Although Arkansas is predominantly rural, we have the same deer overpopulation issues that some large cities have.

To alleviate these issues, Bull Shoals, Cherokee Village, Fairfield Bay, Heber Springs, Helena / West Helena, Horseshoe Bend, Hot Springs Village, Lakeview, and Russellville run controlled and archery-only hunts within their incorporated boundaries.

The hunts will begin September 1 and are conducted in partnership between the Arkansas Game and Fish Commission, the Arkansas Bowhunters Association, and the Bull Shoals and Lakeview Urban Bowhunters Association. Ralph Meeker, Arkansas Game and Fish Commission deer program coordinator, said the partnership with the two archery associations helps ensure participating hunters are competent and guides hunters on the way to be discreet and understand the nuances of urban hunting.

“All hunters must take a proficiency test, pass the International Bow Hunter Education Program (IBEP) course and attend an orientation before receiving their urban hunting tags,” Meeker said. “The training is not difficult, but it ensures that participants are able to make ethical choices and a clean harvest.”

According to State Farm Insurance, Arkansas ranks high in deer-vehicle collisions. The ornamental gardens, golf courses and green spaces of retirement communities such as Fairfield Bay, Hot Springs Village and Cherokee Village provide ideal habitat where deer can live their entire lives in virtual solitude. In communities that organize urban hunts, bow hunters help reduce deer to more tolerable numbers.

Mike Stanley of Highland is an avid bow hunter who has participated in the Cherokee Village urban bow hunt since its inception. He also participated in the urban archery hunts at Horseshoe Bend. He said the hunts provided plenty of hunting opportunities ahead of the statewide archery season opening in areas that don’t experience a lot of hunting pressure. The main reason he loves them is that the hunts accomplish their purpose. In addition, reducing competition for forage improves the health of the remaining deer.

“One thing that is remarkable to me, and others have said it in Cherokee Village and Horseshoe Bend, is that these urban hunts produce much healthier deer than there was in these places before the urban hunts.” , Stanley said. “Deer are healthier because they’re not that crowded. We no longer see the large herds as before, but the ones we do see are healthier.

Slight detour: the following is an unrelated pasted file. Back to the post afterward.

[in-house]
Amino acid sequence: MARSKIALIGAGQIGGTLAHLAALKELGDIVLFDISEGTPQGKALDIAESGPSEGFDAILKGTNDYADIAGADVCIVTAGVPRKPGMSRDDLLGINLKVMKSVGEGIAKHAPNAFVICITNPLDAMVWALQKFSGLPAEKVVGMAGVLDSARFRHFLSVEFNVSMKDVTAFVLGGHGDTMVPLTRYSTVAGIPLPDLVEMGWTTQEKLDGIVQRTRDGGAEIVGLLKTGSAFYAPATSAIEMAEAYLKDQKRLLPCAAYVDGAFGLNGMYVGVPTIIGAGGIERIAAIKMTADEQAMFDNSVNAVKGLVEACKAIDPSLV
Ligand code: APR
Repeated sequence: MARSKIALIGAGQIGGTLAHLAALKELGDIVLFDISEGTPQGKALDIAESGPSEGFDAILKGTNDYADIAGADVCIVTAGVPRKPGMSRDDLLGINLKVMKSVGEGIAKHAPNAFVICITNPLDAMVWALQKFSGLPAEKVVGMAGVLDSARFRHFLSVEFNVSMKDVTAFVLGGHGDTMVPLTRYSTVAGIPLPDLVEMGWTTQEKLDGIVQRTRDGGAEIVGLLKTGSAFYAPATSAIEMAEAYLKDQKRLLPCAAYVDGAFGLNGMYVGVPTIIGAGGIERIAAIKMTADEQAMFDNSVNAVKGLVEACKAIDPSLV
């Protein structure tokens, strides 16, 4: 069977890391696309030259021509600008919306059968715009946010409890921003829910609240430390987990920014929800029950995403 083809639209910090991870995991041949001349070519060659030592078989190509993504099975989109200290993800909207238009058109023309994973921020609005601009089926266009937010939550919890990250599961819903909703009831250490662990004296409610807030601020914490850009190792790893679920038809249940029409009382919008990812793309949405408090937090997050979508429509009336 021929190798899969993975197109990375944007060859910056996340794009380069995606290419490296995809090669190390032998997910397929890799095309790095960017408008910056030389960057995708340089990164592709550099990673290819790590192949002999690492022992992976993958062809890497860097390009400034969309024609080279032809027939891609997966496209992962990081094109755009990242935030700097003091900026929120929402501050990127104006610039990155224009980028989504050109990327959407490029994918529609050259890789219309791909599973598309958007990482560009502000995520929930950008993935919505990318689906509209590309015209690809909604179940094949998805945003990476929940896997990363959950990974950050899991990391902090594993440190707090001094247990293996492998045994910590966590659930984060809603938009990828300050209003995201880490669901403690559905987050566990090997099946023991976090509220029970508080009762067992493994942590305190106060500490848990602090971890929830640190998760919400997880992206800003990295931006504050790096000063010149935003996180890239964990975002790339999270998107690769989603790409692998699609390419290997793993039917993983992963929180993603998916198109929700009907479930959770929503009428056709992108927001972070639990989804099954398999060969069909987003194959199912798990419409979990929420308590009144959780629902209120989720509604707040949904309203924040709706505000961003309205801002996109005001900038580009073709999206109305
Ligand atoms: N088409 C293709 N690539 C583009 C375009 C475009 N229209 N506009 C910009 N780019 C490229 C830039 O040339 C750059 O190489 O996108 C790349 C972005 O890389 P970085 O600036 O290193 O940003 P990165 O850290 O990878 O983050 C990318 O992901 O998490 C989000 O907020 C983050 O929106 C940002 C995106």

Stanley said communities scrutinize applicants carefully before awarding permits. This helps ensure security and good public relations. The verification process eliminates unethical hunters and those who might be inclined to bend or bend the rules. For example, Cherokee Village Hunting Candidates may not have any Serious Hunting Violations on their records. They are also required to successfully complete the International Bowhunter Training Course, and they must attend a field exercise to demonstrate that they are proficient in their bows. This involves putting three arrows in the kill zone of a target 20 yards away.

“When I picked up mine, they really introduced us to basic safety, ethics and common sense,” Stanley said.

Hunters must find their own hunting grounds. This requires creating new contacts and tapping on existing contacts. Some hunters contact local leaders to find landowners who have reported problems with deer.

There are hundreds of acres in the village of Cherokee, Horseshoe Bend, and Hot Springs that have no homes or people living nearby. Even so, hunters need to understand that people can show up anywhere, anytime. Someone walking a dog in front of your booth certainly makes the hunt difficult, but participants understand that crowd participation comes with these special places.

Scouting in urban areas is also a challenge. The weather is hot in early September. The trees are in full foliage and have not yet started dropping the acorns. The deer have not started their fall journeys and feeding habits.

“I approach this as I approach hunting public lands,” Stanley said. “I want to familiarize myself as much as possible with the region. I look for the features of the terrain, like the gullies and the designs that the deer like to roam. People don’t build houses in gullies and draw, so I focus on those.

Like public lands, neighborhood hunting areas can change from year to year. Someone can build a new house in an old hot spot, or a severe storm can ruin an area.

Overall, hunting has also become more difficult than it was in the early years. There aren’t as many deer as there were 15-20 years ago, and the deer have adapted to the pressure.

“Anyone who thinks urban deer are stupid deer is sadly wrong,” Stanley said. “They are wise.”

Stanley says he considers killing deer in urban hunts a public service.

“Route 175 runs through the middle of the village of Cherokee,” Stanley said. “Every time I take one, I have one more that won’t run out in front of someone.”

Deer killed during urban hunts do not count towards a hunter’s seasonal limit. Hunters can take an unlimited number of deer and there are no restrictions on antlers. They are also to give the first adult deer they kill to the Arkansas hunters who feed the hungry.

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